USC defensive back Josh Shaw was finally forced to come clean, after claiming he jumped off a balcony to save his drowning 7-year-old nephew on Saturday night. The fifth-year senior initially claimed he sprained both his ankles while performing the heroic act, but on Wednesday he admitted that the story was a lie.
"On Saturday August 23, 2014, I injured myself in a fall. I made up a story about this fall that was untrue. I was wrong to not tell the truth. I apologize to USC for this action on my part," Shaw said in a statement. "My USC coaches, the USC Athletic Department, and especially coach Sarkisian have all been supportive of me during my college career and for that, I am very grateful."
Head coach Steve Sarkisian suspended Shaw indefinitely, though the injuries already had him sidelined for an unknown amount of time. The first-year coach of the Trojans called Shaw’s behavior “unacceptable,” as he lied to his team and the public just days after he was named a team captain.
While it’s been made known that Shaw didn’t get hurt during any kind of heroic act, it’s still unclear as to how he suffered two high-ankle sprains. His lawyer, Donald Etra, told the Orange County Register that Shaw fell off a balcony, but declined to go into further detail.
Etra claims that Shaw wasn’t involved in any criminal activity and there will be no further investigation, even though TrojanSports.com has confirmed that Shaw was named in a Los Angeles Police Department report. Shaw’s girlfriend told police that the football player matched the description of a man who was seen jumping off a balcony, after a reported break-in. However, he has not been named as a suspect in the alleged incident.
Shaw’s story has become national news, and an embarrassment for himself and the USC program. The incident is expected to blow over soon, as there have been far worse scandals in college football in recent years. Still, the event itself could have an impact on his professional aspirations. Many NFL teams have placed added emphasis on players' character after a string of recent suspensions for felonies.
With the 2014 season kicking off on Thursday night, there has been a great deal of attention to college football this week and a spotlight on some of the top players in the nation. Shaw, a transfer from Florida, was projected as an early second-round pick in the 2015 NFL Draft. A strong season as captain in his final collegiate year for of a Top-25 team could have propelled him into the first round. Now, it’s unknown when he’ll be back on the field following the incident and the injury, and he may have to really impress at the NFL Scouting Combine if he hopes to improve his draft stock and make general managers overlook his transgressions.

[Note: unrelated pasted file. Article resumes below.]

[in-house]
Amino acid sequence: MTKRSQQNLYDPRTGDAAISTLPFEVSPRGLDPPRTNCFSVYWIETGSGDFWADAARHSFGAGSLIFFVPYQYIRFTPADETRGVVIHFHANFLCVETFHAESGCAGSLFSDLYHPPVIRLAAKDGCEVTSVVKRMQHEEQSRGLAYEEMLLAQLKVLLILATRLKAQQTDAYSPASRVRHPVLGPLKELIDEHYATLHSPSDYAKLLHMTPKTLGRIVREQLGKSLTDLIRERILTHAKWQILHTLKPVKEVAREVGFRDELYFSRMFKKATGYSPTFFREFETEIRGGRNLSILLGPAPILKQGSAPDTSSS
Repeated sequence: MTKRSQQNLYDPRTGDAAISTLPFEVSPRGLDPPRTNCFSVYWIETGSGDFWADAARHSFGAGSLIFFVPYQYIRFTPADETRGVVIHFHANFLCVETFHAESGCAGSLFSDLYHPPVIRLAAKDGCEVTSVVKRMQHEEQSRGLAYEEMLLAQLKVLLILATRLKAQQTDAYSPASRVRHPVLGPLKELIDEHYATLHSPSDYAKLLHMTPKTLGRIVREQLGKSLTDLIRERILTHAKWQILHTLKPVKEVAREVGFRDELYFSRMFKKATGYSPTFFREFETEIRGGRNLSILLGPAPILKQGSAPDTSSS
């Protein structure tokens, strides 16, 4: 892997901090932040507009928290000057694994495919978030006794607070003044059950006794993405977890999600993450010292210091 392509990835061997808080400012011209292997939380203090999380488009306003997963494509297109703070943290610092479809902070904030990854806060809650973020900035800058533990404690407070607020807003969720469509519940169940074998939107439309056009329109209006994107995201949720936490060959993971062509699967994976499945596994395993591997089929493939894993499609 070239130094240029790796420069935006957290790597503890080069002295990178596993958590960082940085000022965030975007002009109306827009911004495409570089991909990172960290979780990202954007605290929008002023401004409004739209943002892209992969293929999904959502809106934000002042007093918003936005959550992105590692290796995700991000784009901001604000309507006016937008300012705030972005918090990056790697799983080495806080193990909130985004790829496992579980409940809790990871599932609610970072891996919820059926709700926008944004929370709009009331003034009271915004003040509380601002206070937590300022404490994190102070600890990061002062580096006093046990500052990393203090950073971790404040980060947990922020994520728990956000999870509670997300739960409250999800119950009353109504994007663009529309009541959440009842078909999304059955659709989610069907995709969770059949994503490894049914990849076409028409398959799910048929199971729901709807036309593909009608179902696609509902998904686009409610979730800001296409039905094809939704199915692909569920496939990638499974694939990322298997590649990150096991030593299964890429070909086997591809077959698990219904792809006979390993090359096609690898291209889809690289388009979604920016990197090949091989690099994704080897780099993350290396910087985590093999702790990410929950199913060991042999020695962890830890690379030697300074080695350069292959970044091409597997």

The Shaw story sparks memories of the Manti Te’o girlfriend hoax from nearly two years ago. The Notre Dame linebacker, who finished second in the Heisman voting and helped lead his team to the BCS National Championship Game, was eventually caught in a lie of his own. After telling the story about his girlfriend’s death in September, Te’o was forced to admit months later that his girlfriend, Lennay Kekua, never existed. Te'o was drafted in the second round, but sports pundits spent months debating whether an NFL team should take a chance on him.
Shaw's quick fall from grace will likely end sooner than the duration of the Te'o girlfriend hoax. After sports blog Deadspin published the Te'o exposé on Jan. 16, it would remain visible in the news for weeks. It evolved into a water-cooler topic, with media outlets trying to piece together a rather confusing story. The conspirator, Ronaiah Tuiasosopo, would appear on Dr. Phil to explain his actions and behavior, one week after Katie Couric's interview with Te'o and his parents.
But in comparison to other players who have seen their draft stock’s affected by off-the-field incidents, Shaw and Te'o story are relatively tame. When Aaron Hernandez left Florida in 2010, positive drug tests forced him to fall to the fourth round, even though he was considered a first- or second-round talent. The New England Patriots’ gamble paid off for three years, but the worries of NFL scouts would later be confirmed since, as he currently awaits trial for three murders.
Maurice Clarett might be the most drastic example of a player who saw his NFL hopes dashed because off an off-the-field incident in college. In one season with Ohio State, the running back rushed for 1,237 yards, 16 touchdowns and led the Buckeyes to a national title. A year later, Clarett was dismissed from Ohio State, and he was eventually taken with the 101st pick in the 2005 NFL Draft.